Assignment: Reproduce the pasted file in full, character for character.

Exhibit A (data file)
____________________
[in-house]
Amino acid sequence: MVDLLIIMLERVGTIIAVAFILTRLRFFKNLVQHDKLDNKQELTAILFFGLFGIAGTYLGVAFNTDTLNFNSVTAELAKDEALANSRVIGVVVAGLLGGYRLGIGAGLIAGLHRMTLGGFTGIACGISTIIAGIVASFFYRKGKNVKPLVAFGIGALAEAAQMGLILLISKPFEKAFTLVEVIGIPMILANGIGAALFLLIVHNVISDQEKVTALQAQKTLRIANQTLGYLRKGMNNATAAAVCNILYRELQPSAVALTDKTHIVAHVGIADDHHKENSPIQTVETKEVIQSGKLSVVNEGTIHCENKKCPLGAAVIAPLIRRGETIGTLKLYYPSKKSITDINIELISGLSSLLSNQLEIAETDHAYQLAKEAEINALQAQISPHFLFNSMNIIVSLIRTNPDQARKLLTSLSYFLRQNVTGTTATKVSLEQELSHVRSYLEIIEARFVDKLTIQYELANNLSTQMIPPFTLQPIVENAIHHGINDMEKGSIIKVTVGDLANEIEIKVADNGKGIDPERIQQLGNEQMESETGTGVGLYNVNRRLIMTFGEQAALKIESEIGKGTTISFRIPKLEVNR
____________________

[in-house]
Amino acid sequence: MVDLLIIMLERVGTIIAVAFILTRLRFFKNLVQHDKLDNKQELTAILFFGLFGIAGTYLGVAFNTDTLNFNSVTAELAKDEALANSRVIGVVVAGLLGGYRLGIGAGLIAGLHRMTLGGFTGIACGISTIIAGIVASFFYRKGKNVKPLVAFGIGALAEAAQMGLILLISKPFEKAFTLVEVIGIPMILANGIGAALFLLIVHNVISDQEKVTALQAQKTLRIANQTLGYLRKGMNNATAAAVCNILYRELQPSAVALTDKTHIVAHVGIADDHHKENSPIQTVETKEVIQSGKLSVVNEGTIHCENKKCPLGAAVIAPLIRRGETIGTLKLYYPSKKSITDINIELISGLSSLLSNQLEIAETDHAYQLAKEAEINALQAQISPHFLFNSMNIIVSLIRTNPDQARKLLTSLSYFLRQNVTGTTATKVSLEQELSHVRSYLEIIEARFVDKLTIQYELANNLSTQMIPPFTLQPIVENAIHHGINDMEKGSIIKVTVGDLANEIEIKVADNGKGIDPERIQQLGNEQMESETGTGVGLYNVNRRLIMTFGEQAALKIESEIGKGTTISFRIPKLEVNR